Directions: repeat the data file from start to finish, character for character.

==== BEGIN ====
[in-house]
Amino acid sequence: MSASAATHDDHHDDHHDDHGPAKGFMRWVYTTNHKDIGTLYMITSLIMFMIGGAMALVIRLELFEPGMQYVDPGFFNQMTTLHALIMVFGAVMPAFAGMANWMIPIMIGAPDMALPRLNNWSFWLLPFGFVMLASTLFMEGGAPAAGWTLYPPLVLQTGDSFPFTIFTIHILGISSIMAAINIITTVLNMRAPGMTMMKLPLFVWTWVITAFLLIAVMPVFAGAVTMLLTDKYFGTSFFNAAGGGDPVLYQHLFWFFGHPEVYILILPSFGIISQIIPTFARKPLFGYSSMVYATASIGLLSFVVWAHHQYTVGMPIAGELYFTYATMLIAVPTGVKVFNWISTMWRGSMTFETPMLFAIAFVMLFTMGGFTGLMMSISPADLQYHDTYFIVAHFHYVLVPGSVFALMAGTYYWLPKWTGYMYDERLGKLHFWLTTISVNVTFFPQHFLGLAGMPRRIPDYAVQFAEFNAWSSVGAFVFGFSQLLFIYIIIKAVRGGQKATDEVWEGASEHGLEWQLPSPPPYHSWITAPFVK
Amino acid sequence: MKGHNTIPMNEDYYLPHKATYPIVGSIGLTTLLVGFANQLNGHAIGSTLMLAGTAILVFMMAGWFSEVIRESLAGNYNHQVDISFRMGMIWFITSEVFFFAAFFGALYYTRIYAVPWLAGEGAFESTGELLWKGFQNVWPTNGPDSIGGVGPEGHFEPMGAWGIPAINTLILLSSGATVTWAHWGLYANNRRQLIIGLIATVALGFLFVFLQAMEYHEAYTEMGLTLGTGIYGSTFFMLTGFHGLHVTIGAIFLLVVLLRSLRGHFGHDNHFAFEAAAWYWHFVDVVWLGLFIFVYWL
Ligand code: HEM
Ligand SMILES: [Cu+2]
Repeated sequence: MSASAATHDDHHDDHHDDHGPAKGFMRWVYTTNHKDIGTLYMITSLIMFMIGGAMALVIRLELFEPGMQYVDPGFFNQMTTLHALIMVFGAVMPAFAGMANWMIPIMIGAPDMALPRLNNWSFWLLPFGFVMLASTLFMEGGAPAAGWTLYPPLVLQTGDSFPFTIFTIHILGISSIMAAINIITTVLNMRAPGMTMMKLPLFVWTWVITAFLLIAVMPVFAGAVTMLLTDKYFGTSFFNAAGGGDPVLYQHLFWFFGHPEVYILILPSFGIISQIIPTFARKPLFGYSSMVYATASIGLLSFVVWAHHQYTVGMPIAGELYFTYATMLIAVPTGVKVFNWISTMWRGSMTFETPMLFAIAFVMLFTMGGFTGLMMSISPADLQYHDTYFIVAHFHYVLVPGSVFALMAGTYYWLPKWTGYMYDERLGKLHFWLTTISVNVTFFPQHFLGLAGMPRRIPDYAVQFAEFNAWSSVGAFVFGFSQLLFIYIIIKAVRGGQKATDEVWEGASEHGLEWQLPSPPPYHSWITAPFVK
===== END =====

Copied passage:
[in-house]
Amino acid sequence: MSASAATHDDHHDDHHDDHGPAKGFMRWVYTTNHKDIGTLYMITSLIMFMIGGAMALVIRLELFEPGMQYVDPGFFNQMTTLHALIMVFGAVMPAFAGMANWMIPIMIGAPDMALPRLNNWSFWLLPFGFVMLASTLFMEGGAPAAGWTLYPPLVLQTGDSFPFTIFTIHILGISSIMAAINIITTVLNMRAPGMTMMKLPLFVWTWVITAFLLIAVMPVFAGAVTMLLTDKYFGTSFFNAAGGGDPVLYQHLFWFFGHPEVYILILPSFGIISQIIPTFARKPLFGYSSMVYATASIGLLSFVVWAHHQYTVGMPIAGELYFTYATMLIAVPTGVKVFNWISTMWRGSMTFETPMLFAIAFVMLFTMGGFTGLMMSISPADLQYHDTYFIVAHFHYVLVPGSVFALMAGTYYWLPKWTGYMYDERLGKLHFWLTTISVNVTFFPQHFLGLAGMPRRIPDYAVQFAEFNAWSSVGAFVFGFSQLLFIYIIIKAVRGGQKATDEVWEGASEHGLEWQLPSPPPYHSWITAPFVK
Amino acid sequence: MKGHNTIPMNEDYYLPHKATYPIVGSIGLTTLLVGFANQLNGHAIGSTLMLAGTAILVFMMAGWFSEVIRESLAGNYNHQVDISFRMGMIWFITSEVFFFAAFFGALYYTRIYAVPWLAGEGAFESTGELLWKGFQNVWPTNGPDSIGGVGPEGHFEPMGAWGIPAINTLILLSSGATVTWAHWGLYANNRRQLIIGLIATVALGFLFVFLQAMEYHEAYTEMGLTLGTGIYGSTFFMLTGFHGLHVTIGAIFLLVVLLRSLRGHFGHDNHFAFEAAAWYWHFVDVVWLGLFIFVYWL
Ligand code: HEM
Ligand SMILES: [Cu+2]
Repeated sequence: MSASAATHDDHHDDHHDDHGPAKGFMRWVYTTNHKDIGTLYMITSLIMFMIGGAMALVIRLELFEPGMQYVDPGFFNQMTTLHALIMVFGAVMPAFAGMANWMIPIMIGAPDMALPRLNNWSFWLLPFGFVMLASTLFMEGGAPAAGWTLYPPLVLQTGDSFPFTIFTIHILGISSIMAAINIITTVLNMRAPGMTMMKLPLFVWTWVITAFLLIAVMPVFAGAVTMLLTDKYFGTSFFNAAGGGDPVLYQHLFWFFGHPEVYILILPSFGIISQIIPTFARKPLFGYSSMVYATASIGLLSFVVWAHHQYTVGMPIAGELYFTYATMLIAVPTGVKVFNWISTMWRGSMTFETPMLFAIAFVMLFTMGGFTGLMMSISPADLQYHDTYFIVAHFHYVLVPGSVFALMAGTYYWLPKWTGYMYDERLGKLHFWLTTISVNVTFFPQHFLGLAGMPRRIPDYAVQFAEFNAWSSVGAFVFGFSQLLFIYIIIKAVRGGQKATDEVWEGASEHGLEWQLPSPPPYHSWITAPFVK